Creating Value Through Communication

Creating Value Through Communication (Part Two)


In my first video, The Power of Employee Engagement, I discussed the value of creating a culture of engagement. Next I wanted to address communication in the workplace. If you ever wondered how you, as a leader, could increase the level of communication with those who work for you, the following video will offer a few critical tips. Dynamic Signal recently wrote a fantastic article outlining 4 keys to creating more informed employees. The 4 keys are:

1. Honesty is the Best Policy. Keeping the lines of communication open, informing employees and sharing with them why you need what you need from them and keeping them in-the-loop helps to increase compliance, productivity, and active engagement.

2. Be Consistent. Maintaining a schedule for regular meetings is crucial despite last minute fires that crop-up and tempt you to cancel the weekly staff meeting. Even though many attempt to suppress a full-blown eye-roll at the thought of another meeting, it’s imperative to have consistent, regularly, scheduled meetings to keep communication flowing while also ensuring everyone stays on-task.

3. Make it Fun. Great leaders lead by example versus title or position in the organizational structure. Great leaders also engage through a fresh approach. Keep meetings from becoming bland and banal by instilling a bit of humor or mixing it up by adding in a few fun elements. How about a walking meeting… conduct business while walking together, go on a hike, perhaps shoot a video together. Do anything different to keep things juicy. I was recently consulting in-house with a company and just “for fun” we did a few Dubdmash videos with the staff and it not only shifted the entire climate in the office, it increased teamwork, camaraderie and compliance with some of the more serious topics we had to cover in-house regarding structural and operational changes within the company. If you’re feeling tapped out of creative ideas, enlist the creative genius of your employees to help you think of ways to spice up your regularly scheduled meetings. Perhaps set it up on a rotation schedule where each employee is responsible for a unique way of conducting the meeting each week so that the responsibility to keep it “fresh” is not all upon you and you also engage your employees to get more involved and take responsibility for the feel of the meeting.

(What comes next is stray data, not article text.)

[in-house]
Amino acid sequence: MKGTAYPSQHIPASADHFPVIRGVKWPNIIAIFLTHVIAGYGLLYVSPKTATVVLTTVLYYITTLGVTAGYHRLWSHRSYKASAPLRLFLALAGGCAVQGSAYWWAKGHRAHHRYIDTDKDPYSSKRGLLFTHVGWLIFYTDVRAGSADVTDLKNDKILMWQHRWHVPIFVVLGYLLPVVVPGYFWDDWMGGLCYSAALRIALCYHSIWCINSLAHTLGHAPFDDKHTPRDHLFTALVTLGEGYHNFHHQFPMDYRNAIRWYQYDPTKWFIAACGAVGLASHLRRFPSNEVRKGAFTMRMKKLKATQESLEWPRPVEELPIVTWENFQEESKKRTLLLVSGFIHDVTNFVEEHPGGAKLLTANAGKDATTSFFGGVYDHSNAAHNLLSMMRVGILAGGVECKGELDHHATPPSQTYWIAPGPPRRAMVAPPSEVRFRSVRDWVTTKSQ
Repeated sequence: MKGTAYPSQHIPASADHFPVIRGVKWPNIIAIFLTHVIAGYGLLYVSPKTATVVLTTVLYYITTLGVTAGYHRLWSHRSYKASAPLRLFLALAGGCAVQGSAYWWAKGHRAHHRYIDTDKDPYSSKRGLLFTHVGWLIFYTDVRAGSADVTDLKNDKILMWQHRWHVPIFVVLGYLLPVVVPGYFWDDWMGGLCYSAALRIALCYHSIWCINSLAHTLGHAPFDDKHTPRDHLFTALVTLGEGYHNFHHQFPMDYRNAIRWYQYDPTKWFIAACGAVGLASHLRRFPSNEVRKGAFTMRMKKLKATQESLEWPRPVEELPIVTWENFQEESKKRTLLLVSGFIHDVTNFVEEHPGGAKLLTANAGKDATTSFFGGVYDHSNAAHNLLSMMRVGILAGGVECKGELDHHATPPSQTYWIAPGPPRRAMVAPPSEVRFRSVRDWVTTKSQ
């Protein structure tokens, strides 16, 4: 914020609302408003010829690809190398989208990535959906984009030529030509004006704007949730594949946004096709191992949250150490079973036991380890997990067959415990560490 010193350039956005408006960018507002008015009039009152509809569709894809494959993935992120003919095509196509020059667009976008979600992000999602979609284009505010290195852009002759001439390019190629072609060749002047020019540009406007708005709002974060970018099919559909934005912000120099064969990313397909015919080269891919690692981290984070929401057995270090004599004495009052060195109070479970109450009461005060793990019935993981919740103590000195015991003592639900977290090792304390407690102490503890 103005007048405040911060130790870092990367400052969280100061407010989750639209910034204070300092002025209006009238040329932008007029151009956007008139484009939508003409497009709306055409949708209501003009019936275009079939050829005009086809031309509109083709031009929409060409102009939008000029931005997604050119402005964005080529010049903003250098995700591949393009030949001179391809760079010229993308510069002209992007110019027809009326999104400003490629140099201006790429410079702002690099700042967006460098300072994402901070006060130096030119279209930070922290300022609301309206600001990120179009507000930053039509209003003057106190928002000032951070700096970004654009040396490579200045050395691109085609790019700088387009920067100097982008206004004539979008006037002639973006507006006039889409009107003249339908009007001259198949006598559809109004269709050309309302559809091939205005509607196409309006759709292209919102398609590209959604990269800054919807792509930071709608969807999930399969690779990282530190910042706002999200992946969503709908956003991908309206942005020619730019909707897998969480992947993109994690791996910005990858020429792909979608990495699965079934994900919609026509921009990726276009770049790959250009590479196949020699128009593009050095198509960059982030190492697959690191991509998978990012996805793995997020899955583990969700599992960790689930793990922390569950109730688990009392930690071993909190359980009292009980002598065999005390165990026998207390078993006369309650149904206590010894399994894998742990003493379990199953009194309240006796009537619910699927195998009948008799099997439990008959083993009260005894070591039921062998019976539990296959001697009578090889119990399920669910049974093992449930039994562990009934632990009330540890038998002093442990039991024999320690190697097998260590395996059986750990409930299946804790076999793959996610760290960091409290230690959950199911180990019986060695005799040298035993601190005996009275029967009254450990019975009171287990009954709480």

4. Listen. In the end, we all know the only value there is in communication is how the communication is received. Saying we care about what employees think and offer them a platform to share means absolutely nothing if we don’t acknowledge the input or if there is any fear of negative consequences for sharing. How many of us have ever worked in organizations where a suggestion box was offered but no one ever placed anything into the box for fear that management would retaliate? Asking employees for genuine feedback requires that we, in leadership, encourage this behavior as well as reward and acknowledge the behavior. If we say we want input we must be ready to listen. Every human being is looking to be loved, approved of and appreciated. Excellent leaders inspire through offering this level of acknowledgement. It’s quite easy to achieve, just simply listen.

[bctt tweet=”Communication in the workplace is critical for success and #EmployeeEngagement, via @TamaraMcCleary”]

Stay tuned for Part Three in this series: Creating Engaged Employee Advocates,
and make sure to check out Part One: The Power of Employee Engagement

Post Author

Tamara McCleary

Tamara McCleary is an internationally recognized expert on relationships and conscious business. She consults with global brands, presents keynotes, workshops, and coaching programs on the topics of Conscious Business, Relationship Infrastructure, Re-Igniting Passion Through Work-Life Satisfaction, and Transforming any Relationship from Suffering to Sensational. When not speaking and consulting, her and her husband, Michael, own and operate an organic family farm with their four children in Northern Colorado. You can find Tamara at